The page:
• In column C, the results are shown for Friday, May 3, 2024
  • In column D, the results are shown for Monday October 14, 2024

Notes:

  1. For the May dates, there is a zero placeholder for the codes dd, and mm
  2. Although you can use yyy is a date format, it shows a 4-digit year -- the same number of digits as the yyyy code
  3. Code "mmmm" shows full month names. Because May is only 3 characters, the result is the same as "mmm"
Code Item May 3, 2024 Oct 14, 2024
d day 3 14
dd day 03 14
ddd day Fri Mon
dddd day Friday Monday
m month 5 10
mm month 05 10
mmm month May Oct
mmmm month May October
mmmmm month M O
y year 24 24
yy year 24 24
yyyy year 2024 2024

Built-In Date Format Codes

In the next table, below, I've listed the codes for the 18 different Date formats that are listed in the Date category, when my Regional settings are English - United States.

Notes:

  • Formats 13 and 14 include the time with the date.
  • Built-in date list might change, for different regional settings, or if a different locale is selected. For example, I only see 8 built-in date formats, instead of 18 formats, when my Regional settings are English - Canada.
ID Code May 3 2024
1 m/d/yyyy 5/3/2024
2 dddd, mmmm dd, yyyy Friday, May 3, 2024
3 yyyy-mm-dd 2024-05-03
4 m/d 5/3
5 m/d/yy 5/3/24
6 mm/dd/yy 05/03/24
7 d-mmm 3-May
8 d-mmm-yy 3-May-24
9 dd-mmm-yy 03-May-24
10 mmm-yy May-24
11 mmmm-yy May-24
12 mmmm d, yyyy May 3, 2024
13 m/d/yy h:mm AM/PM 5/3/24 12:00 AM
14 m/d/yy h:mm 5/3/24 0:00
15 mmmmm M
16 mmmmm-yy M-24
17 m/d/yyyy 5/3/2024
18 d-mmm-yyyy 3-May-2024

Date Format Separators

In the list shown above, there are date formats with 4 different types of separator characters:

  • forward slash (/)
  • hyphen (dash) (-)
  • space character
  • colon (:)

Other Separators

You can use other types of separators, if you use a backslash before the character. For example:

  • I like to use this format, especially for naming files: yyyy_mm_dd
  • This format makes it easy to sort things alphabetically, in order of year, month and day.
Backslash Example

However, if I type yyyy_mm_dd in the Custom Format Type box, the underscores are shown as spaces.

To get a date format with underscores, I type the following code, with a backslash before each underscore:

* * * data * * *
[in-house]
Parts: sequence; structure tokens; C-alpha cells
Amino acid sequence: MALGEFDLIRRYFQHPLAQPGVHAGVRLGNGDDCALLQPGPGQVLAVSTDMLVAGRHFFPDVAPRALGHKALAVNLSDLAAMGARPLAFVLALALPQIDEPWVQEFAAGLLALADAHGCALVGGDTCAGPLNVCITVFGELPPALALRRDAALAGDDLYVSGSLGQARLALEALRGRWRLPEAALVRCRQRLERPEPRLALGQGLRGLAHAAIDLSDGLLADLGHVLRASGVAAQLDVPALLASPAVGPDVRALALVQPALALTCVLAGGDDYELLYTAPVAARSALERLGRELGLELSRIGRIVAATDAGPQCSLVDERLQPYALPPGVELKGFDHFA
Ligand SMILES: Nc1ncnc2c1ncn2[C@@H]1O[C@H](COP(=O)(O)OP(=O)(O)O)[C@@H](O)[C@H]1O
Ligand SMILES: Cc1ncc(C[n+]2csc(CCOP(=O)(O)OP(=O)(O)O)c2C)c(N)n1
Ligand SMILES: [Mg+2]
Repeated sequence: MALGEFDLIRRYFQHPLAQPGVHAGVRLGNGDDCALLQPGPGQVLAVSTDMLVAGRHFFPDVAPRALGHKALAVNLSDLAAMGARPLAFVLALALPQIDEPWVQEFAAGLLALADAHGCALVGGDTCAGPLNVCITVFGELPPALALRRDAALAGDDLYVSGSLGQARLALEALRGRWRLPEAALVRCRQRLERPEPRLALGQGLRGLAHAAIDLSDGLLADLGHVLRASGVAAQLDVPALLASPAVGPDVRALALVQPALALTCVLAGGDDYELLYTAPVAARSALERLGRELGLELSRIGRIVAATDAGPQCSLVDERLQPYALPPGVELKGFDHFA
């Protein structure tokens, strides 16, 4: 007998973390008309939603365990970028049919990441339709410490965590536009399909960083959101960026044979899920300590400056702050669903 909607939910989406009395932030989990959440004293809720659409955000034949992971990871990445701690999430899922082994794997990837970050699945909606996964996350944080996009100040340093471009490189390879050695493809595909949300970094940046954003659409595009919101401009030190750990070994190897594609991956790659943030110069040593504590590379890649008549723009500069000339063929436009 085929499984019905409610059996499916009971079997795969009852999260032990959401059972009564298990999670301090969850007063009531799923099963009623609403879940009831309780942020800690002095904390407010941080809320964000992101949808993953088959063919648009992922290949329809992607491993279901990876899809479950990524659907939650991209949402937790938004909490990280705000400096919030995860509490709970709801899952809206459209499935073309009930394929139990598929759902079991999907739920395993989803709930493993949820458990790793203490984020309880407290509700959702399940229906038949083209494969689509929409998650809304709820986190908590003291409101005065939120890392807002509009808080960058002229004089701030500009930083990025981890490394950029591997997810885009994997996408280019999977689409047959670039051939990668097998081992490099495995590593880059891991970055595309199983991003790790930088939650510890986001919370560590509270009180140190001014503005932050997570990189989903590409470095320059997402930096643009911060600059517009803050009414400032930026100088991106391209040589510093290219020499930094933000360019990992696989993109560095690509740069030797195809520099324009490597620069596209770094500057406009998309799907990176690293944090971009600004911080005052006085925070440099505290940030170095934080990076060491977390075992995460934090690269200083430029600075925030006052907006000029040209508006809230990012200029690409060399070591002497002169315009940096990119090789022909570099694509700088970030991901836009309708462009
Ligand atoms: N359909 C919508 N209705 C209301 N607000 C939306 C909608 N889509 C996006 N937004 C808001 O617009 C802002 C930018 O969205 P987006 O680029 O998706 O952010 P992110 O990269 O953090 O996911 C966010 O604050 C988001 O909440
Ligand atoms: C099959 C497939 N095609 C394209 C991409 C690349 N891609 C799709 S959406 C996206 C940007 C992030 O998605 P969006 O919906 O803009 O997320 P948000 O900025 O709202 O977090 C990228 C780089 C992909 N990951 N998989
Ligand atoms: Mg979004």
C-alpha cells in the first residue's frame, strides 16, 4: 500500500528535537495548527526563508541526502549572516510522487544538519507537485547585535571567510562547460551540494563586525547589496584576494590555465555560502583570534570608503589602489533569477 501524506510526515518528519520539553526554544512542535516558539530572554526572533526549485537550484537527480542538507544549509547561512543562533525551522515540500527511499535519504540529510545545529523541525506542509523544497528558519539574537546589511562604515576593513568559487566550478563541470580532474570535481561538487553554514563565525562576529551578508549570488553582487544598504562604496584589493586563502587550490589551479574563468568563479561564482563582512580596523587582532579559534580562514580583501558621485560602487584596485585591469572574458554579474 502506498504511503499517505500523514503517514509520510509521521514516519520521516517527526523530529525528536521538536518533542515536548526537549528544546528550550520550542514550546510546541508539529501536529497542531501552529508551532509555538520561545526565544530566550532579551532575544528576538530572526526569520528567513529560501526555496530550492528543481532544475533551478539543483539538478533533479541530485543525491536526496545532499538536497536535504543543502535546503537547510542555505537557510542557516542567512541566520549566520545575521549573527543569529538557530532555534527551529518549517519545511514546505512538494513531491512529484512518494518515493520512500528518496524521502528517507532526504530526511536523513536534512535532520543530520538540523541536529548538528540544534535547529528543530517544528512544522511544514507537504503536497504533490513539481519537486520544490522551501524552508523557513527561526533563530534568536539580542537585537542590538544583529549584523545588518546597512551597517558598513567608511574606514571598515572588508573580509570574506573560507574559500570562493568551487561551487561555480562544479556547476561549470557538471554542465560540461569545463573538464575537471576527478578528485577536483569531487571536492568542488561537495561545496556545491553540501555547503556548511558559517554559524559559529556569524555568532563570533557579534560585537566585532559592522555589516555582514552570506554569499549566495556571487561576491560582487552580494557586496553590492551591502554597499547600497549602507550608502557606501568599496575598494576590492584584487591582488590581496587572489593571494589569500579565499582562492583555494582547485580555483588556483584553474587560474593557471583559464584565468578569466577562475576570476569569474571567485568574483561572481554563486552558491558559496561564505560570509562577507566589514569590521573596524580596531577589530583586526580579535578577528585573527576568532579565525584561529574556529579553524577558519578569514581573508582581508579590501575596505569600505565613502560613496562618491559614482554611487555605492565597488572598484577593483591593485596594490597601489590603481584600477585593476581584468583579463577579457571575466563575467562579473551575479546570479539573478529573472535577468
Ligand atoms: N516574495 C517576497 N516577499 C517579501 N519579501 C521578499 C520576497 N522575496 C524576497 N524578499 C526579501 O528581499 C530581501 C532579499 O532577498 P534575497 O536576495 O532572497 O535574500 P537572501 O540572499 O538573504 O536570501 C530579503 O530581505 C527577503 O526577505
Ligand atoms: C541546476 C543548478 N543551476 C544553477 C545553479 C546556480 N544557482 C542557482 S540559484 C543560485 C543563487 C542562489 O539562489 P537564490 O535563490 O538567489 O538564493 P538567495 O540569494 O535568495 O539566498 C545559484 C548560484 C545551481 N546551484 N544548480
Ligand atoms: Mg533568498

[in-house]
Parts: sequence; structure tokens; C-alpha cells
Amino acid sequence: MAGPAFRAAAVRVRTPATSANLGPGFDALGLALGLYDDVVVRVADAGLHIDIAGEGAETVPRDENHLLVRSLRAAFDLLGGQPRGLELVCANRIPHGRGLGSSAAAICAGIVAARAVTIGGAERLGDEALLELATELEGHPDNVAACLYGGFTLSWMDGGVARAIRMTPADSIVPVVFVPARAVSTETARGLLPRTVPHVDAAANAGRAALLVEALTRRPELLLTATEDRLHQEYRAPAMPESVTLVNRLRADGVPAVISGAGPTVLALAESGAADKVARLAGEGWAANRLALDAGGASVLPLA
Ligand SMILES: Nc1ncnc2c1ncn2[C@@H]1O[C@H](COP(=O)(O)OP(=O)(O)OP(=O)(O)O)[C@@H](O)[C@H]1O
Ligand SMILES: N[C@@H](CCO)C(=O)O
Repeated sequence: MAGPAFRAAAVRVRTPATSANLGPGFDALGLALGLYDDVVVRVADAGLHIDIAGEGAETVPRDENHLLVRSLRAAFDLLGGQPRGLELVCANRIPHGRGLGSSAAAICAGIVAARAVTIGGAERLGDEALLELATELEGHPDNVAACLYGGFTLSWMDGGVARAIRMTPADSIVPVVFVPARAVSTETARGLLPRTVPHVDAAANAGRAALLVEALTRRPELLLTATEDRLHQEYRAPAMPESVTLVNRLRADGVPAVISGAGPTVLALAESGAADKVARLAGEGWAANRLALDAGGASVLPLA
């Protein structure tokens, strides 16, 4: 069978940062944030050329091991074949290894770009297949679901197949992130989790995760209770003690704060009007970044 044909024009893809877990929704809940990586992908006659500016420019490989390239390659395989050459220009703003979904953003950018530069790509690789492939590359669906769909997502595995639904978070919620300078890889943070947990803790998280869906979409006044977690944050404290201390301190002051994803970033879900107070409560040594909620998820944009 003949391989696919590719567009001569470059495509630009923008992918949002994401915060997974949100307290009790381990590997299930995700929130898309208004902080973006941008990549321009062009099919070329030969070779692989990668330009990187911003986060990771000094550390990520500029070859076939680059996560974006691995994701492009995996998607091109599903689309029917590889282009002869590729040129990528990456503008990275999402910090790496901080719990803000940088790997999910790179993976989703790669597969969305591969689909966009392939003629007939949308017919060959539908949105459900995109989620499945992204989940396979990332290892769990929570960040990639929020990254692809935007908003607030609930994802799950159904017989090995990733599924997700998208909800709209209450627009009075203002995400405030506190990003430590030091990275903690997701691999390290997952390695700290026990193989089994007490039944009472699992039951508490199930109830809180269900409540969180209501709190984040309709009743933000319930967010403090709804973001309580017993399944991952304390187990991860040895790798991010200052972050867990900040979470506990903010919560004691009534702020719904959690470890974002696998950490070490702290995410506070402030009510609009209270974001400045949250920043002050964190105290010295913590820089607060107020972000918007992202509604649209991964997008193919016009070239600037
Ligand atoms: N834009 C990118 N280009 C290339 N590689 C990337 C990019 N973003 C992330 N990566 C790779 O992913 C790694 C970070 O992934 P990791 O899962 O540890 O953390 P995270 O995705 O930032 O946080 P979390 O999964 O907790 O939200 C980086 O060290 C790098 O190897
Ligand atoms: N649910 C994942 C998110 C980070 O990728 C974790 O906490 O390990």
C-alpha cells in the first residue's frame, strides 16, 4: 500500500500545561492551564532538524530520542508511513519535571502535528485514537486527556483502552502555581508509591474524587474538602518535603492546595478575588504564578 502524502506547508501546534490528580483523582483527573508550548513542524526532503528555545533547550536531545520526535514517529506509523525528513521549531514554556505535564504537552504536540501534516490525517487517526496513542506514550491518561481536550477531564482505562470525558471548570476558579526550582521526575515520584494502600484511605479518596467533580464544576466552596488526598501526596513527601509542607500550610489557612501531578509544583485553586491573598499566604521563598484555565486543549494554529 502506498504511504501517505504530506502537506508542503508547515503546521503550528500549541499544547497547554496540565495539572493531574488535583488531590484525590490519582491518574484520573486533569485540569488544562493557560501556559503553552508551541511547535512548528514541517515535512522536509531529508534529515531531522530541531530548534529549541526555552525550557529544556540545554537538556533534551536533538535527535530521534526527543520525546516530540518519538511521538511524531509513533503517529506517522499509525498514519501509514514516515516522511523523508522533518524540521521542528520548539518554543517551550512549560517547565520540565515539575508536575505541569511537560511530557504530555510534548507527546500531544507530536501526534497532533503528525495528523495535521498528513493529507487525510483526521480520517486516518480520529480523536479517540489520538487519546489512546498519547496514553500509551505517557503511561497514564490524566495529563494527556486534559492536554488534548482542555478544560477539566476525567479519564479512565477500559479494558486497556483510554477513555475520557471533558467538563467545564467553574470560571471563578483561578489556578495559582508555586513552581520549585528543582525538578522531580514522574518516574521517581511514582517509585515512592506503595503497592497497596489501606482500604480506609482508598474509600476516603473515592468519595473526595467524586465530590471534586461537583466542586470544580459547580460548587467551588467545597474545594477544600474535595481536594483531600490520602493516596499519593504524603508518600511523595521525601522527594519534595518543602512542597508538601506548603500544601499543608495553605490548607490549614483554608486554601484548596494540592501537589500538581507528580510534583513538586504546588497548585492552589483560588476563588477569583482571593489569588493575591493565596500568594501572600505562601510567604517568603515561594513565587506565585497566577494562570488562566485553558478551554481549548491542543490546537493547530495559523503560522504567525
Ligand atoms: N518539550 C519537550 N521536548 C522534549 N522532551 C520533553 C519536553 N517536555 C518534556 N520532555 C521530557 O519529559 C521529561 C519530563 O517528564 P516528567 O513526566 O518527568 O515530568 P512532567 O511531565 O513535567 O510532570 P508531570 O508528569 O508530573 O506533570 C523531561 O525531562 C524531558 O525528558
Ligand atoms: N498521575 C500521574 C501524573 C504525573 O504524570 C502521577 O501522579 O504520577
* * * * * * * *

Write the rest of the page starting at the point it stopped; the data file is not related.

• yyyy\_mm\_dd

Excel Date System

There are date system differences in some versions of Excel.

Windows

  • The date system in Microsoft Excel for Windows starts on January 1, 1900.

Excel for Mac

  • Up to and including Excel 2008, the date system started on January 1, 1904.
  • Since Mac Excel 2011 it is in line with the Windows date

Excel Date System Notes

Here are a few notes on formatting numbers as dates:

  • In Excel, you can format positive numbers in any of the date formats, to see the date that they represent.
  • The number zero is formatted as January 0, 1900, which is calculated as December 31, 1899
  • The latest date allowed for calculation in Excel is 12/31/9999, which is the number 2958465

Learn more about the Excel date systems on the Microsoft website.

Date Cell Filled with Number Signs

Sometimes when you're working with date functions, the formula cell shows all number signs (hash tags, pound signs) instead of a number or date.

number signs fill cell when subtracting end date from start date

Cell Too Narrow

In some cases, this happens because the cell is too small to show the date.

To fix that problem, make the column wider, so the formatted date will fit.

Negative Numbers

Another reason that date cells are filled with number signs is that a formula returned a negative number, and the cell is formatted as a date:

  • Excel dates must be zero or greater.
  • Excel dates cannot be negative numbers.

For example, in the screen shot shown below, the formula cell C4 shows all number signs, instead of a number of days between the start date and end date.

number signs fill cell when subtracting end date from start date

This happened because:

  • I accidentally subtracted the later date (B4) from the earlier date (A4).
  • The result is a negative number
  • Cell C4 was formatted as a short date

Video: Excel Dates Do Not Change Format

If you import data into a Microsoft Excel spreadsheet, and try to format a column of dates, sometimes the dates will not change format, like the dates shown below.

format previews show cell contents

Video Timeline

  • 0:00 Introduction
  • 0:12 Dates Won't Change Format
  • 0:46 Text to Columns
  • 1:03 Step 2
  • 1:11 Step 3
  • 1:47 Check the Dates

This video shows how to fix the dates that won't change format, with a few simple steps. There are written steps on the How to Fix Dates That Won't Change Format page.

Get the Sample File

To try the steps in the Date Fix video, download the sample Excel Date Fix Format workbook. The file is zipped, and is in xlsx file format, The file does not contain any macros.

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Last updated: February 14, 2024 3:57 PM